Are you sick of journals yet??? Well, I'm not. I could make them in many ways, especially the ones where I actually sew in the pages. This is a tale of two sketch journals, one large and one small. I began this project as a result of signing up for an online class with Roben-Marie Smith [http://paperbagstudios.com/rms/shop/]. I have to admit to being very nonplussed about the whole concept in the beginning, and felt like binning it. After lots of layers, days waiting for paint to dry properly, and then trying to make something from my efforts, well here it is.
In many ways I had to just wing it with the whole procedure, as we have limited download on our internet plan. I found the video tutorials were simply too large, and therefore I didn't really watch the whole lesson's video content. Those I did watch were very helpful, and Roben-Marie is a very friendly and helpful tutor. This is the back of the first [large] sketch padfolio.
I didn't follow the construction to the letter of course, and added three 5-leaf folded signatures to the inside [pages measuring 7" x 11"]. I used sketch paper, which I decided to leave white. The workshop instructions did say to add colour to the papers, but I have to admit it wasn't my thing. I hope you can see the pages and hand stitching in this photograph. The cover began as a piece of white cotton canvas.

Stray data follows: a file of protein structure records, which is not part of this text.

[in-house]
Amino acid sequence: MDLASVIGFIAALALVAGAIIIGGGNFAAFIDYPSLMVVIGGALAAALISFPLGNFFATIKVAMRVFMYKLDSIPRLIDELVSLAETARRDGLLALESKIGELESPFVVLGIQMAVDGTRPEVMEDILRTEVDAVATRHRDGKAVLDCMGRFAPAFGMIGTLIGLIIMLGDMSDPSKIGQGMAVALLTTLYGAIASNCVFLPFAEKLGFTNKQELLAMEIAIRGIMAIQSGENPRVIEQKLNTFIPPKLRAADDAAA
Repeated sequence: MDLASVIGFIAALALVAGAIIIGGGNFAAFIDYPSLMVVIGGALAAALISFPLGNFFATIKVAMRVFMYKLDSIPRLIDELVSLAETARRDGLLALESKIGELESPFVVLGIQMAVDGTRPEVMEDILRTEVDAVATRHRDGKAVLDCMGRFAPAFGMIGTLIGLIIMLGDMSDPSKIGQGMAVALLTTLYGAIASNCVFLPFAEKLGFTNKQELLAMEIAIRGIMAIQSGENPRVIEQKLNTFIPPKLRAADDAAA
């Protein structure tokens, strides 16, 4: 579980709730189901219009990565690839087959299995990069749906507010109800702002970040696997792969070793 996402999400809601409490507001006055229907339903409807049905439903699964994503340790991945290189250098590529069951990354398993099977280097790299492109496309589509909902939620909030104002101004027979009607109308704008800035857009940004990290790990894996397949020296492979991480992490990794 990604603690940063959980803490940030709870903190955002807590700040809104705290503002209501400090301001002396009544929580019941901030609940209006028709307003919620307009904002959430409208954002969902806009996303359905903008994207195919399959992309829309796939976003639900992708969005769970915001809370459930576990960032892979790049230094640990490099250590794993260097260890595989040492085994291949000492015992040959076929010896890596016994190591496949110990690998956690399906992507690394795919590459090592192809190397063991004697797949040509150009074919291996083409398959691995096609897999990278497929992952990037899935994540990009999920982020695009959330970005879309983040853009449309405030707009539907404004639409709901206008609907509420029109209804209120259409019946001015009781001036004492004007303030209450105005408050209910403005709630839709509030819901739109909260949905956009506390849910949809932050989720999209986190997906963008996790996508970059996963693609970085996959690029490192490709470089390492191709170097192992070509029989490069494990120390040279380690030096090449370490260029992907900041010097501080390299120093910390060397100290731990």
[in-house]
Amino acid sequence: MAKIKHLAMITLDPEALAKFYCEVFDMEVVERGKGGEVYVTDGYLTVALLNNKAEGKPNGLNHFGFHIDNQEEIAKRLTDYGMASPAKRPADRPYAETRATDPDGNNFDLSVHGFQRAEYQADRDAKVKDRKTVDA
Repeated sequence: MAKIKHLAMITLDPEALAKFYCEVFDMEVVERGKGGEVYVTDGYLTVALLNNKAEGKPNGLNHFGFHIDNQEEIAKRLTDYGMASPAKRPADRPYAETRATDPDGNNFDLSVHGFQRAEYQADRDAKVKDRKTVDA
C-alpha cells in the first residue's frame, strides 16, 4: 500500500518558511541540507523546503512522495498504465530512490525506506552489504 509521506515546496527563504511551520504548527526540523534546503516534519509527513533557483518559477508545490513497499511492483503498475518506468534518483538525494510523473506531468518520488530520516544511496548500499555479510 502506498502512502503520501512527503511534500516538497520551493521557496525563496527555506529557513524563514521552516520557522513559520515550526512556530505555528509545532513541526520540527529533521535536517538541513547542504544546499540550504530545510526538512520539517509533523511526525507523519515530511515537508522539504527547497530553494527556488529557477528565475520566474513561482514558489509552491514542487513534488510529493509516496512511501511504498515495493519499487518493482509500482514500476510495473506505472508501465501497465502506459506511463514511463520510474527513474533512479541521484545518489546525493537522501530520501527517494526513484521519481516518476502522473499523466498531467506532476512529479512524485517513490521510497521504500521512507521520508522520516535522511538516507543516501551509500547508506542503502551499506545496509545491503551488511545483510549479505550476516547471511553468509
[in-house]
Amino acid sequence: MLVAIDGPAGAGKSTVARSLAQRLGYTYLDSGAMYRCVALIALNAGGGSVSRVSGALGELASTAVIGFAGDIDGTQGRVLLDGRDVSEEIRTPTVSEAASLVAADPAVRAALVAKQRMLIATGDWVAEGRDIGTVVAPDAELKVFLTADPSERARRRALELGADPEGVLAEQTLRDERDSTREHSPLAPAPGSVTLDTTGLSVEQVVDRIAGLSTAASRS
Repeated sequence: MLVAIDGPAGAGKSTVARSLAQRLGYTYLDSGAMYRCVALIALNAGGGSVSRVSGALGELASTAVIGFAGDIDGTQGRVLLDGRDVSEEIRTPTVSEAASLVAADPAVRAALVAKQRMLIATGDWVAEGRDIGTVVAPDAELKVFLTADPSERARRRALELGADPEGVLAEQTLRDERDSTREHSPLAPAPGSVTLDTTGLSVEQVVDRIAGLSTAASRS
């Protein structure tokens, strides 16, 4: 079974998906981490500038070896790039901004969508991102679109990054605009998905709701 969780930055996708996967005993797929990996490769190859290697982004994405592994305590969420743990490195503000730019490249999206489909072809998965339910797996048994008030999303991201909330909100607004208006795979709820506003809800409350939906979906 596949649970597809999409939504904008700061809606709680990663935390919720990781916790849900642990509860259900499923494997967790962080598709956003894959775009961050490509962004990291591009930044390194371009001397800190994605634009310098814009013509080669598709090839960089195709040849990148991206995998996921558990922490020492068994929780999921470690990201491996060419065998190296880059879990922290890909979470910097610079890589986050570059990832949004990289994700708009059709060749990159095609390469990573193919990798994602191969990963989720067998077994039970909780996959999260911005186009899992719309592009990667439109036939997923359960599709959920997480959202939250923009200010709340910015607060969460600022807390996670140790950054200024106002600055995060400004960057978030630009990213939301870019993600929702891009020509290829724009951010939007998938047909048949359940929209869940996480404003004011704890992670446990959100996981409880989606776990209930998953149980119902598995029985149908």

There was an additional strip remaining after the first cut, which I felt could be used to make a mini sketch padfolio - front view in this photograph.
The back view shows part of the flower that was drawn on in the final layer of layers..........LOL. This flower was coloured using water soluble oil pastels, which I had not used prior to this project. In fact, many of the techniques were new to me, so I feel I've learnt quite a bit with this class.
This small padfolio contains four 5-leaf signatures, making a total of 40 postcard sized pages. This paper is very thick, beautiful to the touch, and has been made in Italy from recycled products. The inside has been coloured with inks, and sprays in various colours.
I have warmed to this along the way, but have to admit to calling it the 'graffiti thing' for quite some time. I simply must get over having to have things all lined up and being there for a reason!!! The covers are very sturdy, and have great tactile appeal. I can't express how much fun it is learning new skills. I adore the sewing in process in book making, although I fear my efforts are still a little on the amateur side.